By Megan Martin, Partnerships Ranger, Wellington
A few years ago Kawa, a much loved female takahē, was transferred off Kapiti Island and ended up at the Te Anau Wildlife Centre.
She’s a beautiful, happy bird and is a real star down there—always drawing a crowd.
Kawa is also very fat. She loves sweetcorn but the staff have to watch her diet because all that sugary starch isn’t good for this chick’s waistline.
Although Kawa wasn’t a particularly successful breeder, her genes were already over-represented in the takahē population, so she was paired up with an infertile male, Tumbles.
Each year, Kawa and Tumbles produce infertile eggs which are replaced with fertile ones because they are such awesome foster parents.
At the moment Kawa and Tumbles are also trialling a new type of harness. No, not so they can be taken for walks, but to test how comfortable a new style of radio transmitter harness might be for the wild takahē roaming ‘round the Murchison Mountains.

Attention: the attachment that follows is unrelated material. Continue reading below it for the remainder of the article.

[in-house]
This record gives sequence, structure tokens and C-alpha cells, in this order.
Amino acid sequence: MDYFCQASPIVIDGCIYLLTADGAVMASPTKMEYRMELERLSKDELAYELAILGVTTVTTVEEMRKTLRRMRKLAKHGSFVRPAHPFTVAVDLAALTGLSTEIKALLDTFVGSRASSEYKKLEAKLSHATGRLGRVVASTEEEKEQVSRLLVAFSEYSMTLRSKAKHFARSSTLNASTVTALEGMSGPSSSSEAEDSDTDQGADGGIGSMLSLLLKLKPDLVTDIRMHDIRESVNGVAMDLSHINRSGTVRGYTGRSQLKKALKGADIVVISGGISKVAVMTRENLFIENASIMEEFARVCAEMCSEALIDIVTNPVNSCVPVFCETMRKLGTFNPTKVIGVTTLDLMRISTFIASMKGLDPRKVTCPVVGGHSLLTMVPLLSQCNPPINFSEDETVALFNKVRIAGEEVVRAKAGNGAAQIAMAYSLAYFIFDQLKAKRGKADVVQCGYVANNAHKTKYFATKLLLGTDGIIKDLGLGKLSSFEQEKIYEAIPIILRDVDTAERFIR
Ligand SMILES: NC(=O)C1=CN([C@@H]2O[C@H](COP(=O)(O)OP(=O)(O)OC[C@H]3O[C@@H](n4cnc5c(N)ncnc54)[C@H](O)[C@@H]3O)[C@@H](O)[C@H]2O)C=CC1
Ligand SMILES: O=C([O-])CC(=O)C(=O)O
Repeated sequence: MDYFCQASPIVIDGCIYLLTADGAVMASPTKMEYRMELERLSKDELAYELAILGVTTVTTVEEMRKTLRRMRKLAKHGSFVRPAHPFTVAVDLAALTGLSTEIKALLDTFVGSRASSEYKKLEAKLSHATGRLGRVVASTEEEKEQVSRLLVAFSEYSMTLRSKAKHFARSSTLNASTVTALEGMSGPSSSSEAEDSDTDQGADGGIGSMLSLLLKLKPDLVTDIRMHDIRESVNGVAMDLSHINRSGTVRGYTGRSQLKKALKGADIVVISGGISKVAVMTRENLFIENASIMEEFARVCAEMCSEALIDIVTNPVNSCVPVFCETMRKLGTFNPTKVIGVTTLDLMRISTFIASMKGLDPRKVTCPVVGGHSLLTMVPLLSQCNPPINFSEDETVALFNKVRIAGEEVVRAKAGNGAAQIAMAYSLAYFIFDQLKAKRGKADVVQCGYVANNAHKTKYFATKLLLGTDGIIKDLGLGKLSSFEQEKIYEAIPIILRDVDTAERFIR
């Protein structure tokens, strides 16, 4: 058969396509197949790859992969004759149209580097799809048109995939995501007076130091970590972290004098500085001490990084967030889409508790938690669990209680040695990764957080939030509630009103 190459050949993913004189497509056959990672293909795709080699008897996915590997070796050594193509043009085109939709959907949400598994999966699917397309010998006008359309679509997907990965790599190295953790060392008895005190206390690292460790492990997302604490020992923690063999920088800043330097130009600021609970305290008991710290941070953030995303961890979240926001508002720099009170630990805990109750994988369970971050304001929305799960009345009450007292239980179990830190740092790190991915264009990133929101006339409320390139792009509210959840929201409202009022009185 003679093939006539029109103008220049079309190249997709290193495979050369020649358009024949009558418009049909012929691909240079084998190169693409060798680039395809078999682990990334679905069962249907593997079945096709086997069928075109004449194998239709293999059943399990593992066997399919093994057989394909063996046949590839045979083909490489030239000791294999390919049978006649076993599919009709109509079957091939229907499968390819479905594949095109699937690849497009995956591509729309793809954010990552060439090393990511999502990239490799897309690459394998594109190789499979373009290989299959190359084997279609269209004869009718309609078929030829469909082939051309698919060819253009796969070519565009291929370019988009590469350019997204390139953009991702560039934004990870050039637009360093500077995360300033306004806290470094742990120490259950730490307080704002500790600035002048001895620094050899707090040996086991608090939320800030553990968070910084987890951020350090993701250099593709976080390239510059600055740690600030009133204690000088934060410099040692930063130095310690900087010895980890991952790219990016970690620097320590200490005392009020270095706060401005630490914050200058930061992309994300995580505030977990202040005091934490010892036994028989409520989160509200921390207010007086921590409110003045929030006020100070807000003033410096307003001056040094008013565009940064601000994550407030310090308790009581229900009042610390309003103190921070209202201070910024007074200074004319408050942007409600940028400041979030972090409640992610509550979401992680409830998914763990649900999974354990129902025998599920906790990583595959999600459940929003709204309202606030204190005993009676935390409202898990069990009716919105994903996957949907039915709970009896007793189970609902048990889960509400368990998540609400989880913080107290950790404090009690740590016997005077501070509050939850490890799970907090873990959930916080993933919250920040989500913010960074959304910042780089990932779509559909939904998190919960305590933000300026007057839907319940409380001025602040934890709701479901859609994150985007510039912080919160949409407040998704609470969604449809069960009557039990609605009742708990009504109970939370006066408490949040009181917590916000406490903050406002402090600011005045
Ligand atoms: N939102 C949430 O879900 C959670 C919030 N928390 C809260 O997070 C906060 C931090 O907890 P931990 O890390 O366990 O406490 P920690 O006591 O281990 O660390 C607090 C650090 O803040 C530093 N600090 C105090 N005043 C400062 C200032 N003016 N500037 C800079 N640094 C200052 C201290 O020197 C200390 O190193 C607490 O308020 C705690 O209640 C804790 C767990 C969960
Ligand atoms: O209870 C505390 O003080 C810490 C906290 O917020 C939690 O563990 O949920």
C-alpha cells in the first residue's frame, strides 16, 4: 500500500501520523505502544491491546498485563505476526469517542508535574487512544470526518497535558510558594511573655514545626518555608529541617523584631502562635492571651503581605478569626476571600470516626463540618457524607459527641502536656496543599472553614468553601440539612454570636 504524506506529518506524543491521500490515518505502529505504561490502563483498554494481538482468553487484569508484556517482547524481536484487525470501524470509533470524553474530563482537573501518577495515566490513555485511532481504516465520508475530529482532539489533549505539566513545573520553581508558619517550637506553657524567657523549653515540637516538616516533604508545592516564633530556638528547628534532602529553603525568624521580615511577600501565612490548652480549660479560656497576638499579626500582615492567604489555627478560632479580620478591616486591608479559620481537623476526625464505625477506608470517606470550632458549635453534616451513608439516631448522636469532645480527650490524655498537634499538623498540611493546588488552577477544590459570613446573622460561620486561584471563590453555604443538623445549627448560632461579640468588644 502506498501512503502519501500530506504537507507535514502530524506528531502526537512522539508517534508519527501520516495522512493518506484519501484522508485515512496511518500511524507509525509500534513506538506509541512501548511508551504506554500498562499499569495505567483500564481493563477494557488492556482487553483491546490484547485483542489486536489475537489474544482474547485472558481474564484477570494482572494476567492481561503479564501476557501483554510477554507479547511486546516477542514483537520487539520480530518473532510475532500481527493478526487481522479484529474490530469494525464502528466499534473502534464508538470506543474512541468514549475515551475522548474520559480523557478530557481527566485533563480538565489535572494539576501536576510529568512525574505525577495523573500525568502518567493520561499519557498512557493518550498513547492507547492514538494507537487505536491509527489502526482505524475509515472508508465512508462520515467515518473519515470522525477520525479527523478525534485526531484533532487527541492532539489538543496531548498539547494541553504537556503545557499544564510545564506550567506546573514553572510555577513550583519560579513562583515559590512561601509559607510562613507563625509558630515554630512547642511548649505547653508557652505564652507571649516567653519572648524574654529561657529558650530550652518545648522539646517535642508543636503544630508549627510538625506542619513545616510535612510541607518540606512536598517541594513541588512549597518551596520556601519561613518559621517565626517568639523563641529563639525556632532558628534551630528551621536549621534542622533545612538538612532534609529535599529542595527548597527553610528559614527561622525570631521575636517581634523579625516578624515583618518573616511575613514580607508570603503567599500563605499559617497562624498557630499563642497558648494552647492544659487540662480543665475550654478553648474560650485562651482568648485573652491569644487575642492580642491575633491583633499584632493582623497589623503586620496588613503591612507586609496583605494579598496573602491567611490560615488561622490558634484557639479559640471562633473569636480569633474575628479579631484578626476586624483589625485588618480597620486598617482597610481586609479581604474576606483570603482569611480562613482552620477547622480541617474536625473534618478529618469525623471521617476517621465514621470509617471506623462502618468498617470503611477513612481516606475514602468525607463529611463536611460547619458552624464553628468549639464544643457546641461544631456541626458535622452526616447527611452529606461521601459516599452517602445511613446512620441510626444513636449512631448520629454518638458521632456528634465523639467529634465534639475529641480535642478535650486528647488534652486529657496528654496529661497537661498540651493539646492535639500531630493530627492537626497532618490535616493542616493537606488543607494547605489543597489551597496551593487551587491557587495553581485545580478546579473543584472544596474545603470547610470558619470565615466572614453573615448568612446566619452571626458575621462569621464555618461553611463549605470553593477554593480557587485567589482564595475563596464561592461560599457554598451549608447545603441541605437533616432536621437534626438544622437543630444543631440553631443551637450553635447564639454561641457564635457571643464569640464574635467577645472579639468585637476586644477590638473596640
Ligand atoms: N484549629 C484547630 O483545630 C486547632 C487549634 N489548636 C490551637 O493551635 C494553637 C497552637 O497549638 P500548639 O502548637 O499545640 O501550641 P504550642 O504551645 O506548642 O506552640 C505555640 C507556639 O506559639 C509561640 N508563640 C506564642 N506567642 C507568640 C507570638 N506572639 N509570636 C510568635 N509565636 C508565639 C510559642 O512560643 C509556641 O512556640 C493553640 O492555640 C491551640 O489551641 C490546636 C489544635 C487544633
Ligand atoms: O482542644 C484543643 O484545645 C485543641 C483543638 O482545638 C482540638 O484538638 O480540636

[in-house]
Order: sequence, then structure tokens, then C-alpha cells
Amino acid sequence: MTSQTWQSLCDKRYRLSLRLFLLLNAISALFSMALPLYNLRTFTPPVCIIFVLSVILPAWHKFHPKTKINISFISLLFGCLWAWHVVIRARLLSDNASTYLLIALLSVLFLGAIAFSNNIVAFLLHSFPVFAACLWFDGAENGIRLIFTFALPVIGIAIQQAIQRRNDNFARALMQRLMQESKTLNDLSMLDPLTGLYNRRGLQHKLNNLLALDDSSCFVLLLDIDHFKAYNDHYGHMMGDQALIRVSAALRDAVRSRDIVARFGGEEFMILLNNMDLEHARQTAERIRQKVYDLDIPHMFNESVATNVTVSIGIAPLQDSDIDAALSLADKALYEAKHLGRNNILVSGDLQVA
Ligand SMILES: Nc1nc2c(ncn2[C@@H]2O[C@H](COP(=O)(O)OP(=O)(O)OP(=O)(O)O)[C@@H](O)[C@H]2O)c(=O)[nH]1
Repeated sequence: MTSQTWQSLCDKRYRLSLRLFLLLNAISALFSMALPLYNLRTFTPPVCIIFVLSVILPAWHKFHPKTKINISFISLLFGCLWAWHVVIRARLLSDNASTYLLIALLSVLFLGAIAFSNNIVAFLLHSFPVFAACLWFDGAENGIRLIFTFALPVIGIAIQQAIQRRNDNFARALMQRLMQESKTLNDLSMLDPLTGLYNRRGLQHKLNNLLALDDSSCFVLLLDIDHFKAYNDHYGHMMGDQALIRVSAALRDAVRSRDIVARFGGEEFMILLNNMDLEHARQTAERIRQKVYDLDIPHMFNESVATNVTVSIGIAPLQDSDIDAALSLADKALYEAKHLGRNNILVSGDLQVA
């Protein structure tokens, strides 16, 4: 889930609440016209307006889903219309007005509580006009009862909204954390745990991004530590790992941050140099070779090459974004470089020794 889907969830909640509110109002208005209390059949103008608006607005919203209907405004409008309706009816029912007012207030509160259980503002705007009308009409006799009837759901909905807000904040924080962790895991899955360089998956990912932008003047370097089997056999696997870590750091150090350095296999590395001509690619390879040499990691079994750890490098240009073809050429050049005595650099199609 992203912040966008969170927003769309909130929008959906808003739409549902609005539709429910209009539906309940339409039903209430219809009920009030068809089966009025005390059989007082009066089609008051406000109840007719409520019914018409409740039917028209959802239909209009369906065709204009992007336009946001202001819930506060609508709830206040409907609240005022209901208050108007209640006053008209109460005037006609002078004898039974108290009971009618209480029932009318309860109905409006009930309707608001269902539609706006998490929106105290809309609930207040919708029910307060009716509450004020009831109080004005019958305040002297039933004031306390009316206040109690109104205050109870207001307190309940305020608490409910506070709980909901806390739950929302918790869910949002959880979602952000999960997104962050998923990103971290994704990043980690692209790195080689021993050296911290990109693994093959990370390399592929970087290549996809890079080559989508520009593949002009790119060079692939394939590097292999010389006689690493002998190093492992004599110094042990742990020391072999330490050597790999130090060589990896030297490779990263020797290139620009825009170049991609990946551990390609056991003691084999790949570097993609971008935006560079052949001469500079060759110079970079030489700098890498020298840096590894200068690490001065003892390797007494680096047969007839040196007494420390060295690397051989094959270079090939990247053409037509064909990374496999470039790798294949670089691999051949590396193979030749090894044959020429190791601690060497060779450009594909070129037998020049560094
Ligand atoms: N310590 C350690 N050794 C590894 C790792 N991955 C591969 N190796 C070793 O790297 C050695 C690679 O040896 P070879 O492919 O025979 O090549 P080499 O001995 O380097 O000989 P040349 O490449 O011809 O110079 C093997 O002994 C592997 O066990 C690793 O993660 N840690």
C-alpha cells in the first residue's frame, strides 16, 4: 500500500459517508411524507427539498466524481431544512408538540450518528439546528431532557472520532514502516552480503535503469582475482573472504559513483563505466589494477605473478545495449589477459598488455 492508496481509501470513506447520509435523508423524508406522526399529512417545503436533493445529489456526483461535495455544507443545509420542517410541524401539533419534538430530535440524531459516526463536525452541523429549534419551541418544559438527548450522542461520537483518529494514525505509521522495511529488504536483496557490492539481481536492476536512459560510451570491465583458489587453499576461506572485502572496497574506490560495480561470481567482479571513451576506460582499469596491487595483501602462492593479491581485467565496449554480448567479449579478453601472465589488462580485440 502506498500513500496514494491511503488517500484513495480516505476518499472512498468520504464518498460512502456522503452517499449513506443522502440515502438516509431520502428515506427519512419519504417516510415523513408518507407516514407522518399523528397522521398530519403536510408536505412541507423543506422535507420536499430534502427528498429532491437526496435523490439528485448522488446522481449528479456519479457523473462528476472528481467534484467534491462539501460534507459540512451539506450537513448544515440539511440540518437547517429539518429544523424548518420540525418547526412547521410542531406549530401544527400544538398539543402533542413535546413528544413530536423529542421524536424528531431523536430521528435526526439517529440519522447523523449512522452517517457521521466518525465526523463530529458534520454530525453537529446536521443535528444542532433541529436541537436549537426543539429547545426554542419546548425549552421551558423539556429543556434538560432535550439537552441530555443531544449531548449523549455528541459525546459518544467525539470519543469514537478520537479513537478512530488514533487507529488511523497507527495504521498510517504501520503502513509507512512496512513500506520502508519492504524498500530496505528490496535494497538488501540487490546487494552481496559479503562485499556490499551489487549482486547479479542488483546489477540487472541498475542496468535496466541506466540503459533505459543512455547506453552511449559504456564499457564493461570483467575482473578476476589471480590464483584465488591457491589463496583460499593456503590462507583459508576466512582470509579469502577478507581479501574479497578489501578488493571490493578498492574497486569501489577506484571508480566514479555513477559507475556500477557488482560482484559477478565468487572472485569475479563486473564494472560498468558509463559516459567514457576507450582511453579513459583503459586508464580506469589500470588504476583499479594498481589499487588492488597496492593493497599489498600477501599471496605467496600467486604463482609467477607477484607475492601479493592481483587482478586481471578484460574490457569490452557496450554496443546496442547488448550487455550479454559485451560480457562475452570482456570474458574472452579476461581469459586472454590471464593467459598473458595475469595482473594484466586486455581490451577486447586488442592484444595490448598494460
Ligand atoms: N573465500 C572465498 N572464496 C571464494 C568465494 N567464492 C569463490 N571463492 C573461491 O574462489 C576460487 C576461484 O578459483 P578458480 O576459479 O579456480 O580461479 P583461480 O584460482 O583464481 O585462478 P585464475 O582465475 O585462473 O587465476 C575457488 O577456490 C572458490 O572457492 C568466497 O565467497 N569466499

When the harness was fitted to Kawa the rangers had difficulty finding her keel, or breastbone. Usually this would stick out, but in Kawa’s case there is a little extra padding, so a considerably smaller harness than the one Kawa wears will have to be used on the wild birds!
From Kapiti Island girl to foster mother and harness model in Te Anau – we’re proud of you, Kawa!
Kawa and Tumbles are absolute teasures and you can join them and their ranger to help feed their breakfast 10.30am daily at Te Anau Wildlife Park (9.15am Nov-April)
I am filled with pleasure to see this wonderful reserve showing what can be done with proper understanding and knowledge where eco tourism is concerned.In the past we have been to easily overtaken by greed which saw losses of unique and unusual species disappear forever.Keep up the great work you inspire many other countries showing what can be done to live side by side when due consideration is embraced for the future of animals & mankind alike,ki ora to you all….
Thanks so much Eve! 🙂